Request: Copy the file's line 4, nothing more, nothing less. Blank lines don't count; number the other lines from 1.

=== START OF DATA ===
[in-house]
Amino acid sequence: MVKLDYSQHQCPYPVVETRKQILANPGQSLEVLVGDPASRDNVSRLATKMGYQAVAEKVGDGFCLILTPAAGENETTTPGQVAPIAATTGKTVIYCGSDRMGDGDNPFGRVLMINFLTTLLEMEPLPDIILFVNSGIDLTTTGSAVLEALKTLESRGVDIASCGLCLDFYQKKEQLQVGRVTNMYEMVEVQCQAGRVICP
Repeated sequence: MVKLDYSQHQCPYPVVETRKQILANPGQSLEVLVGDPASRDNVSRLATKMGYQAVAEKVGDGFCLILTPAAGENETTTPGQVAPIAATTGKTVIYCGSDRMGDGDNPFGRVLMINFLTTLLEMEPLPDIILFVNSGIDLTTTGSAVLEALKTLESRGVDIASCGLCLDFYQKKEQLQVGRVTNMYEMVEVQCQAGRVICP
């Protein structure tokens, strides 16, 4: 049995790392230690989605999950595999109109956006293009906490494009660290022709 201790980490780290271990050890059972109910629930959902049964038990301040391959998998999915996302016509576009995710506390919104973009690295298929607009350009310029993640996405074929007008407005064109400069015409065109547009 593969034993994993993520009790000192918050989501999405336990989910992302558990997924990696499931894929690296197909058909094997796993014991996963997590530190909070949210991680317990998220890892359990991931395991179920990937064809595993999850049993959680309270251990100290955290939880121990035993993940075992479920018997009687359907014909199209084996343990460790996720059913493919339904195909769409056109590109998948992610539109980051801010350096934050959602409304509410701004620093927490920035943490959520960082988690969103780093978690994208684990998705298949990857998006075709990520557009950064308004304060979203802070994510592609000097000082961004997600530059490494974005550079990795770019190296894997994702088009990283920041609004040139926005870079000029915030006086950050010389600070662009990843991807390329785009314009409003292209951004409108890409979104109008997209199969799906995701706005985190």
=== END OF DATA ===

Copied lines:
């Protein structure tokens, strides 16, 4: 049995790392230690989605999950595999109109956006293009906490494009660290022709 201790980490780290271990050890059972109910629930959902049964038990301040391959998998999915996302016509576009995710506390919104973009690295298929607009350009310029993640996405074929007008407005064109400069015409065109547009 593969034993994993993520009790000192918050989501999405336990989910992302558990997924990696499931894929690296197909058909094997796993014991996963997590530190909070949210991680317990998220890892359990991931395991179920990937064809595993999850049993959680309270251990100290955290939880121990035993993940075992479920018997009687359907014909199209084996343990460790996720059913493919339904195909769409056109590109998948992610539109980051801010350096934050959602409304509410701004620093927490920035943490959520960082988690969103780093978690994208684990998705298949990857998006075709990520557009950064308004304060979203802070994510592609000097000082961004997600530059490494974005550079990795770019190296894997994702088009990283920041609004040139926005870079000029915030006086950050010389600070662009990843991807390329785009314009409003292209951004409108890409979104109008997209199969799906995701706005985190």